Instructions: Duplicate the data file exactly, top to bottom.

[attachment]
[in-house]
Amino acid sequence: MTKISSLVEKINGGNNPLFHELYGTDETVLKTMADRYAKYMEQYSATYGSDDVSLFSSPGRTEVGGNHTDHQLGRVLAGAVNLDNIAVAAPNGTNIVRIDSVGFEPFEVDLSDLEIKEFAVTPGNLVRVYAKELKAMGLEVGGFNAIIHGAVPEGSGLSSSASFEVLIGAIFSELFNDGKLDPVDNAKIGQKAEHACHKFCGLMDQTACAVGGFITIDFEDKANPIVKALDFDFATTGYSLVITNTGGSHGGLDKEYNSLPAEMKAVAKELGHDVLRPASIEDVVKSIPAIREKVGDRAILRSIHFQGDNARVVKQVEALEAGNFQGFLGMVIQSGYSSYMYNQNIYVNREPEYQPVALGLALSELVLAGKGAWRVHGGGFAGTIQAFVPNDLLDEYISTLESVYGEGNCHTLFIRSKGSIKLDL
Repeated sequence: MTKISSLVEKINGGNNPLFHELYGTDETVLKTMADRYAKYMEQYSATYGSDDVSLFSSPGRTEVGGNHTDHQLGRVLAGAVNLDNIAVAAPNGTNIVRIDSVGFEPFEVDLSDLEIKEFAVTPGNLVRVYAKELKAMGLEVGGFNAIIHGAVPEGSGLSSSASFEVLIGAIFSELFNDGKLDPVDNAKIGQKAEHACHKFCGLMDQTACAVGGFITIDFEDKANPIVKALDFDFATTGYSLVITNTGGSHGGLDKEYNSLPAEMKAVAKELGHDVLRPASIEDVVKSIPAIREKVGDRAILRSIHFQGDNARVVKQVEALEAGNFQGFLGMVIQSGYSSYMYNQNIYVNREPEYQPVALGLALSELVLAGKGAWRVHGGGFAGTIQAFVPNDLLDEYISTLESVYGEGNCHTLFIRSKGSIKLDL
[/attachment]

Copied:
[in-house]
Amino acid sequence: MTKISSLVEKINGGNNPLFHELYGTDETVLKTMADRYAKYMEQYSATYGSDDVSLFSSPGRTEVGGNHTDHQLGRVLAGAVNLDNIAVAAPNGTNIVRIDSVGFEPFEVDLSDLEIKEFAVTPGNLVRVYAKELKAMGLEVGGFNAIIHGAVPEGSGLSSSASFEVLIGAIFSELFNDGKLDPVDNAKIGQKAEHACHKFCGLMDQTACAVGGFITIDFEDKANPIVKALDFDFATTGYSLVITNTGGSHGGLDKEYNSLPAEMKAVAKELGHDVLRPASIEDVVKSIPAIREKVGDRAILRSIHFQGDNARVVKQVEALEAGNFQGFLGMVIQSGYSSYMYNQNIYVNREPEYQPVALGLALSELVLAGKGAWRVHGGGFAGTIQAFVPNDLLDEYISTLESVYGEGNCHTLFIRSKGSIKLDL
Repeated sequence: MTKISSLVEKINGGNNPLFHELYGTDETVLKTMADRYAKYMEQYSATYGSDDVSLFSSPGRTEVGGNHTDHQLGRVLAGAVNLDNIAVAAPNGTNIVRIDSVGFEPFEVDLSDLEIKEFAVTPGNLVRVYAKELKAMGLEVGGFNAIIHGAVPEGSGLSSSASFEVLIGAIFSELFNDGKLDPVDNAKIGQKAEHACHKFCGLMDQTACAVGGFITIDFEDKANPIVKALDFDFATTGYSLVITNTGGSHGGLDKEYNSLPAEMKAVAKELGHDVLRPASIEDVVKSIPAIREKVGDRAILRSIHFQGDNARVVKQVEALEAGNFQGFLGMVIQSGYSSYMYNQNIYVNREPEYQPVALGLALSELVLAGKGAWRVHGGGFAGTIQAFVPNDLLDEYISTLESVYGEGNCHTLFIRSKGSIKLDL